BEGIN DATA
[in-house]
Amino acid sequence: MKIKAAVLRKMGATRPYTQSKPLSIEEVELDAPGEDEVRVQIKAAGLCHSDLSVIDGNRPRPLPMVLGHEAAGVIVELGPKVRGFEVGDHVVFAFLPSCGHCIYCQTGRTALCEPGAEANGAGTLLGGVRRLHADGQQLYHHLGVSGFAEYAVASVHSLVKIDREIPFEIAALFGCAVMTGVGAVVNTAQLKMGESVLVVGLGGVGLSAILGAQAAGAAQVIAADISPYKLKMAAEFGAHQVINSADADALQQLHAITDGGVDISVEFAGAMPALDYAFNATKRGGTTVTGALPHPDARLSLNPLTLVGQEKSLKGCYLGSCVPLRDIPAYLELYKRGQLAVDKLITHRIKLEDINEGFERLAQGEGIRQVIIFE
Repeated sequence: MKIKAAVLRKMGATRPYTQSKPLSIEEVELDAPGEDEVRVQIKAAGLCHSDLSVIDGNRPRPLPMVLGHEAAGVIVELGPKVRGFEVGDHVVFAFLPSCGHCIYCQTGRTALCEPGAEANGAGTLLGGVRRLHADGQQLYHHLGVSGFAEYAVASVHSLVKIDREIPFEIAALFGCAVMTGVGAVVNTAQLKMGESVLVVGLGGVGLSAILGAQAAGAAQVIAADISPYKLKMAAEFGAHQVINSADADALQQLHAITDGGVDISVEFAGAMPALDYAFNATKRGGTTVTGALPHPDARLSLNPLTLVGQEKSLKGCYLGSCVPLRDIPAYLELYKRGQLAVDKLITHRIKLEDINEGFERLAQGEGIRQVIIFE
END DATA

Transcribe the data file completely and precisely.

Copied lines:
[in-house]
Amino acid sequence: MKIKAAVLRKMGATRPYTQSKPLSIEEVELDAPGEDEVRVQIKAAGLCHSDLSVIDGNRPRPLPMVLGHEAAGVIVELGPKVRGFEVGDHVVFAFLPSCGHCIYCQTGRTALCEPGAEANGAGTLLGGVRRLHADGQQLYHHLGVSGFAEYAVASVHSLVKIDREIPFEIAALFGCAVMTGVGAVVNTAQLKMGESVLVVGLGGVGLSAILGAQAAGAAQVIAADISPYKLKMAAEFGAHQVINSADADALQQLHAITDGGVDISVEFAGAMPALDYAFNATKRGGTTVTGALPHPDARLSLNPLTLVGQEKSLKGCYLGSCVPLRDIPAYLELYKRGQLAVDKLITHRIKLEDINEGFERLAQGEGIRQVIIFE
Repeated sequence: MKIKAAVLRKMGATRPYTQSKPLSIEEVELDAPGEDEVRVQIKAAGLCHSDLSVIDGNRPRPLPMVLGHEAAGVIVELGPKVRGFEVGDHVVFAFLPSCGHCIYCQTGRTALCEPGAEANGAGTLLGGVRRLHADGQQLYHHLGVSGFAEYAVASVHSLVKIDREIPFEIAALFGCAVMTGVGAVVNTAQLKMGESVLVVGLGGVGLSAILGAQAAGAAQVIAADISPYKLKMAAEFGAHQVINSADADALQQLHAITDGGVDISVEFAGAMPALDYAFNATKRGGTTVTGALPHPDARLSLNPLTLVGQEKSLKGCYLGSCVPLRDIPAYLELYKRGQLAVDKLITHRIKLEDINEGFERLAQGEGIRQVIIFE